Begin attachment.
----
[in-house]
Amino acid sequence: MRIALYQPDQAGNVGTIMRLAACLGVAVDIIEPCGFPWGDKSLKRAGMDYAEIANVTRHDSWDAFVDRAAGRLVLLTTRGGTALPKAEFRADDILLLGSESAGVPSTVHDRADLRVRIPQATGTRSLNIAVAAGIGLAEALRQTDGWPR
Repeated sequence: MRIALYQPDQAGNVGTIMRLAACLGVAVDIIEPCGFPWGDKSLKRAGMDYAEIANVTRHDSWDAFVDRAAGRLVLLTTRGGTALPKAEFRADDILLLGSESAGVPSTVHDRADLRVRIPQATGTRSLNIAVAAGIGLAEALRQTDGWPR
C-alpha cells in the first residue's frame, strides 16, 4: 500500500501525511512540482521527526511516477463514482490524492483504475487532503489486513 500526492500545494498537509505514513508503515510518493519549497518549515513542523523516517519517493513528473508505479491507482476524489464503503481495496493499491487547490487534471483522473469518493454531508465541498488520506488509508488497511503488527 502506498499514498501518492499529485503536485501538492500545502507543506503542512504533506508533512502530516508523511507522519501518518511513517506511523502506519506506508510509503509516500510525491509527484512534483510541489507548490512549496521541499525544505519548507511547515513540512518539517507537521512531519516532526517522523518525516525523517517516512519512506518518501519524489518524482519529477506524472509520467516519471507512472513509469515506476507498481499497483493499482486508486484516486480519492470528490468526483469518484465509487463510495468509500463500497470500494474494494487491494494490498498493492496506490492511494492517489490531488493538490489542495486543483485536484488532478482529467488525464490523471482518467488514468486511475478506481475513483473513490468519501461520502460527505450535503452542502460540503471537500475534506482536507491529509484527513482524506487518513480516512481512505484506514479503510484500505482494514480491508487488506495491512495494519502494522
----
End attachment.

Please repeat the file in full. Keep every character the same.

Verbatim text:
[in-house]
Amino acid sequence: MRIALYQPDQAGNVGTIMRLAACLGVAVDIIEPCGFPWGDKSLKRAGMDYAEIANVTRHDSWDAFVDRAAGRLVLLTTRGGTALPKAEFRADDILLLGSESAGVPSTVHDRADLRVRIPQATGTRSLNIAVAAGIGLAEALRQTDGWPR
Repeated sequence: MRIALYQPDQAGNVGTIMRLAACLGVAVDIIEPCGFPWGDKSLKRAGMDYAEIANVTRHDSWDAFVDRAAGRLVLLTTRGGTALPKAEFRADDILLLGSESAGVPSTVHDRADLRVRIPQATGTRSLNIAVAAGIGLAEALRQTDGWPR
C-alpha cells in the first residue's frame, strides 16, 4: 500500500501525511512540482521527526511516477463514482490524492483504475487532503489486513 500526492500545494498537509505514513508503515510518493519549497518549515513542523523516517519517493513528473508505479491507482476524489464503503481495496493499491487547490487534471483522473469518493454531508465541498488520506488509508488497511503488527 502506498499514498501518492499529485503536485501538492500545502507543506503542512504533506508533512502530516508523511507522519501518518511513517506511523502506519506506508510509503509516500510525491509527484512534483510541489507548490512549496521541499525544505519548507511547515513540512518539517507537521512531519516532526517522523518525516525523517517516512519512506518518501519524489518524482519529477506524472509520467516519471507512472513509469515506476507498481499497483493499482486508486484516486480519492470528490468526483469518484465509487463510495468509500463500497470500494474494494487491494494490498498493492496506490492511494492517489490531488493538490489542495486543483485536484488532478482529467488525464490523471482518467488514468486511475478506481475513483473513490468519501461520502460527505450535503452542502460540503471537500475534506482536507491529509484527513482524506487518513480516512481512505484506514479503510484500505482494514480491508487488506495491512495494519502494522